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This very large & beautifully hand coloured original, scarce antique Twin Hemisphere World Map by Herman Moll was published in ca 1735 Atlas New and Compleat Atlas, Robert Sayers and John King, London In the 18th century many large-scale maps were published by the likes of John Senex and Herman Moll, this trend continued until the end of private mapping in the early 19th century when it was replaced by Ordnance Survey maps. Due to the size, handling & storing difficulties not many of these large maps have survived and many of those that have survived have sustained damage along the edges of the map and in the folds as with this map. The map has been professionally restored along the L&R folds. Please see below for a more detailed condition report. (This map can sell for up to $6500US and with restoration this one is priced accordingly)
Background: This fascinating twin hemisphere map depicts the latest state of knowledge of the world in the first quarter of the eighteenth-century. The delineation of Europe, South America, and southern Asia is quite sophisticated, while the depiction of regions further beyond suggests only fleeting exploration or outright speculation. Most of the Arctic is labelled "Parts Unknown," and the American West is largely conjectural, featuring California as an island, the most beloved of cartographic misconceptions. Lands depicted to the east of the Spice Islands are scarcely contemplated, "Iesso," or Hokkaido, is shown to be part of Siberia, and eastern Australia is left as a complete enigma, decades before the voyages of James Cook. This map was intended to satiate the intense English interest in maritime exploration and commerce. The oceans within the Tropics of Cancer and Capricorn feature highly detailed hydrological information, most notably the direction of the ocean currents, that Moll gleaned from his esteemed contemporary Sir Edmond Halley. Evincing the scientific curiosity of the Enlightenment, each corner of the map features very detailed and elegant astronomical diagrams, including; the planetary systems according to both Ptolemy (geo-centric) and Copernicus (helio-centric), the appearance of the Sun according to the Jesuit intellectual Athanasius Kircher; and the Appearance of the Moon according to Jean-Dominique Cassini. The magnificent title cartouche, dedicated to George I, features classical sea gods, prefiguring the power of the Royal Navy that would allow the British to build a global empire later in the century.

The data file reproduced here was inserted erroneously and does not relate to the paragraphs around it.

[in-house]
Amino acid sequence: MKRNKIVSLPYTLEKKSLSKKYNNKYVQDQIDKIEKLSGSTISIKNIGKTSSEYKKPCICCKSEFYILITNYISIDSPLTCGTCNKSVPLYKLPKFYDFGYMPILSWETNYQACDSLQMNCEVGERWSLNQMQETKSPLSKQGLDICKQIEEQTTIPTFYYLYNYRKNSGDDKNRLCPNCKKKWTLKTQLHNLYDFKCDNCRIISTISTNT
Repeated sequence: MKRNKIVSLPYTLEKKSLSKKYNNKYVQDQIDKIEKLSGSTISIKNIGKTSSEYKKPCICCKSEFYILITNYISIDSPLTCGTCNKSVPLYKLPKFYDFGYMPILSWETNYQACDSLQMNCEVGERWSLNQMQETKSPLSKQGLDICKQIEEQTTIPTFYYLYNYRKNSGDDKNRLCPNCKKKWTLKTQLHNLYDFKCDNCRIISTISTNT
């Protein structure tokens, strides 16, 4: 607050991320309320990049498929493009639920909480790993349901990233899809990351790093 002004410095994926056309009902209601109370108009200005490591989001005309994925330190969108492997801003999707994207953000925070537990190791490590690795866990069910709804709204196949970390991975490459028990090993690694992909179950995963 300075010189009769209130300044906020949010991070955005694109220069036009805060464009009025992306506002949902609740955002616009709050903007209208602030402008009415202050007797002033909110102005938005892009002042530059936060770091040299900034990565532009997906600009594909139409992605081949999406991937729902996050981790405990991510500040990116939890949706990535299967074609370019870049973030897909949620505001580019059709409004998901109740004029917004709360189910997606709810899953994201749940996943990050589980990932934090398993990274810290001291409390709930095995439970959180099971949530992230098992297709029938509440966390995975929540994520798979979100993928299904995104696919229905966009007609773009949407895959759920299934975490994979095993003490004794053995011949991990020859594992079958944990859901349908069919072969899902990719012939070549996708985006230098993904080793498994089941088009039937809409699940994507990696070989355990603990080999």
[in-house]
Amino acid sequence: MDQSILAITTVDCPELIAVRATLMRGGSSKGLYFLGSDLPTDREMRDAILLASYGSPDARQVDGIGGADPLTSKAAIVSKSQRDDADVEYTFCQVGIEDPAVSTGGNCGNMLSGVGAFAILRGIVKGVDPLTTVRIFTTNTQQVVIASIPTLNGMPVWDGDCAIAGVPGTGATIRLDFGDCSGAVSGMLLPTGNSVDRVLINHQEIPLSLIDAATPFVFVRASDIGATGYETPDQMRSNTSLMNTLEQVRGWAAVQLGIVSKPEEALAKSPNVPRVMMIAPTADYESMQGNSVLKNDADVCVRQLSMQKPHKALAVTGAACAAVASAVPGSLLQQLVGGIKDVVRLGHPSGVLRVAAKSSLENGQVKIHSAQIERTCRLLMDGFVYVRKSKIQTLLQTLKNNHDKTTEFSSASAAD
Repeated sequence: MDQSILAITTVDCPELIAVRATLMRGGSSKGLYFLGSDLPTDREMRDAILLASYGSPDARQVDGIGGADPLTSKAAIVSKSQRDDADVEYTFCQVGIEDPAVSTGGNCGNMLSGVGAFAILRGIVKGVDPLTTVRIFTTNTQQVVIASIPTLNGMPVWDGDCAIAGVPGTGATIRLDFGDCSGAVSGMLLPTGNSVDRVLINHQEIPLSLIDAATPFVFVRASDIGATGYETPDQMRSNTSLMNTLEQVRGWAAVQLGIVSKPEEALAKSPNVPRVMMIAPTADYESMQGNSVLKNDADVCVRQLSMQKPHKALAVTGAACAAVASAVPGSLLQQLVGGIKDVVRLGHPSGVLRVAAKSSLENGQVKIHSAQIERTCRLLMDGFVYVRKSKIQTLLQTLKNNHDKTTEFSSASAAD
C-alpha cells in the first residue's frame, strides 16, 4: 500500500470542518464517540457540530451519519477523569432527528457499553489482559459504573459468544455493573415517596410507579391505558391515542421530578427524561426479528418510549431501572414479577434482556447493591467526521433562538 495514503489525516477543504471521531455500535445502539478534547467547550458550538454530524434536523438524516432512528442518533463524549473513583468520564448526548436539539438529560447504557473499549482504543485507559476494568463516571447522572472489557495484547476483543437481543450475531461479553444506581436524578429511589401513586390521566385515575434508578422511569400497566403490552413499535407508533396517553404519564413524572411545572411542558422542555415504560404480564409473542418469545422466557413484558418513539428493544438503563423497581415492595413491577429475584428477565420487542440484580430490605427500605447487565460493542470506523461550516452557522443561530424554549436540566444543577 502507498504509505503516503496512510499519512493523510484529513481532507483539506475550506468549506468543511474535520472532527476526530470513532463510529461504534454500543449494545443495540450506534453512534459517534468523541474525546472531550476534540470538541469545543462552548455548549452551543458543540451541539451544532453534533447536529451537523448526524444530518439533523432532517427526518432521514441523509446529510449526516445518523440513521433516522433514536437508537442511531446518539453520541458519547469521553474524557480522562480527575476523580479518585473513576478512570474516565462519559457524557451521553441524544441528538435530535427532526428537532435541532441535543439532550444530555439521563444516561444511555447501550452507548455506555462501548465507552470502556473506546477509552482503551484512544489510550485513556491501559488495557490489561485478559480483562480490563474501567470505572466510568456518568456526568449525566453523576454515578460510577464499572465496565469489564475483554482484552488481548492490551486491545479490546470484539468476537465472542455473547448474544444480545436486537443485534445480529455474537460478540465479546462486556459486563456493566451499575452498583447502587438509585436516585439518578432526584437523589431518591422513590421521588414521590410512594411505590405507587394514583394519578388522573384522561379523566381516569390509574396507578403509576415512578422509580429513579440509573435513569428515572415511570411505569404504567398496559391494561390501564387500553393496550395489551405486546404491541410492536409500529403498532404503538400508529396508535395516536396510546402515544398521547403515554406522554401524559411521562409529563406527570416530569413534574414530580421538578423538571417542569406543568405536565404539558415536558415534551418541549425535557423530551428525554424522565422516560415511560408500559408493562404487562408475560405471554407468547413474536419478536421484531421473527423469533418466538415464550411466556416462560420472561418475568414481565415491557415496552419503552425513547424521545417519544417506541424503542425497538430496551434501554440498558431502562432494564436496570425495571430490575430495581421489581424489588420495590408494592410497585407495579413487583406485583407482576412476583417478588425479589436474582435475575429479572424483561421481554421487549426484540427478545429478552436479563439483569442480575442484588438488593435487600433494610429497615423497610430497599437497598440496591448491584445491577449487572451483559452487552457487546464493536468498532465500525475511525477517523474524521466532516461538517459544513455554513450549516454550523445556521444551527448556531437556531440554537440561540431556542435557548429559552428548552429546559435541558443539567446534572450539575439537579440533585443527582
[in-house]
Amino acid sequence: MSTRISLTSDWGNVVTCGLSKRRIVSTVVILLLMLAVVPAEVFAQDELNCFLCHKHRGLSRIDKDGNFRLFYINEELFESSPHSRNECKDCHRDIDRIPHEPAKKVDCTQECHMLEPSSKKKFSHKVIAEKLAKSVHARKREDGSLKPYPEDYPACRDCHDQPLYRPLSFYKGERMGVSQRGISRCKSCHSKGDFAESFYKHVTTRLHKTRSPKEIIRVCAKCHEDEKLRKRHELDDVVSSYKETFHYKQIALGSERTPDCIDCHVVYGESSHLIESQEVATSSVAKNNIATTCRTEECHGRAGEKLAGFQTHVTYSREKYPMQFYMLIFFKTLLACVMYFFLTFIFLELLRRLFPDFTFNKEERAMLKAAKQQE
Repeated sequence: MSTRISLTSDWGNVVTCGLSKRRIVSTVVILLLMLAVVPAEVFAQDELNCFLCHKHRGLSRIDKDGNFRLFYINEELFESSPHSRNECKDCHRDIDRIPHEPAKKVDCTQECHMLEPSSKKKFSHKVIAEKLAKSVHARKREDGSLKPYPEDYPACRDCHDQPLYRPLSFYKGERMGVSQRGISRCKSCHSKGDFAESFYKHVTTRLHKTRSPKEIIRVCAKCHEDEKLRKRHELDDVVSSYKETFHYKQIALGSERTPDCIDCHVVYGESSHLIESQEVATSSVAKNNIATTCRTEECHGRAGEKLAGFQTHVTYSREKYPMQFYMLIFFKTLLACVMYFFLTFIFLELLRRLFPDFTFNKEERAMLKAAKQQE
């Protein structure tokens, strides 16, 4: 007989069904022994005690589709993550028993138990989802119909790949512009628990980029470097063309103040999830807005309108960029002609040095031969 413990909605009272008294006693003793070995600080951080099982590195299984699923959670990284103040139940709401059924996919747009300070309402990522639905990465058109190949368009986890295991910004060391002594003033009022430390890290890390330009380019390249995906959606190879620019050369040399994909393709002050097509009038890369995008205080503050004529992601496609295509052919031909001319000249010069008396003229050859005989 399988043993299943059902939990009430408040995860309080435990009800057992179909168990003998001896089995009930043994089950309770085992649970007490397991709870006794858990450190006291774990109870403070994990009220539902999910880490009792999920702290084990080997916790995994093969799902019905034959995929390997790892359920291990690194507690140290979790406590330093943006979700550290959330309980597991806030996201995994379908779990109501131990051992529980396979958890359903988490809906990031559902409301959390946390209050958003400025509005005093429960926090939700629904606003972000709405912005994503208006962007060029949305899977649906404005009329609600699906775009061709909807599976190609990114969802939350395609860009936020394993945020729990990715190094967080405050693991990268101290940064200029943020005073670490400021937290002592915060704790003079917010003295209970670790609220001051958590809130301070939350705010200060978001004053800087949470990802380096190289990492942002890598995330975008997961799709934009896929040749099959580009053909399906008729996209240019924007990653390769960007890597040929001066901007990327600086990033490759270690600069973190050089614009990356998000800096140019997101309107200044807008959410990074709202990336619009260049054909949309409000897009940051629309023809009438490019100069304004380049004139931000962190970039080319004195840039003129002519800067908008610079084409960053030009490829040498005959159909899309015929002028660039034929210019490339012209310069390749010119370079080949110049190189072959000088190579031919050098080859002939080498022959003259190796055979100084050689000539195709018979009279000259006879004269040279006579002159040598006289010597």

The map was part of Herman Moll's magnificent folio work, a New and Compleat Atlas. Moll was the most important cartographer working in London during his era, a career that spanned over fifty years. His origins have been a source of great scholarly debate; however, the prevailing opinion suggests that he hailed from the Hanseatic port city of Bremen, Germany. Joining a number of his countrymen, he fled the turmoil of the Scanian Wars for London, and in 1678 is first recorded as working there as an engraver for Moses Pitt on the production of the English Atlas . It was not long before Moll found himself as a charter member of London's most interesting social circle, which congregated at Jonathan's Coffee House at Number 20 Exchange Alley, Cornhill. It was at this establishment that speculators met to trade equities (most notoriously South Sea Company shares). Moll's coffeehouse circle included the scientist Robert Hooke, the archaeologist William Stuckley, the authors Jonathan Swift and Daniel Defoe, and the intellectually-gifted pirates William Dampier, Woodes Rogers and William Hacke. From these friends, Moll gained a great deal of privileged information that was later conveyed in his cartographic works, some appearing in the works of these same figures. Moll was highly astute, both politically and commercially, and he was consistently able to craft maps and atlases that appealed to the particular fancy of wealthy individual patrons, as well as the popular trends of the day. In many cases, his works are amongst the very finest maps of their subjects ever created with toponymy in the English language. (Ref: Tooley, Koeman, M&B)
General Condition: Paper thickness and quality: - Heavy and stable Paper color: - off white Age of map color: - Early Colors used: - Pink, yellow, green General color appearance: - Original Paper size: - 38 1/2in x 24in (980mm x 610mm) Plate size: - 38in x 23 1/2in (965m x 575mm) Margins: - Min 1/4in (5mm)
Imperfections: Margins: - Light chipping in margins, light spotting. Small tears mended Plate area: - Professional restoration to left & right folds, small areas of loss re-drawn, light spotting and light creasing Verso: - Restoration along folds & center-folds, spotting and browning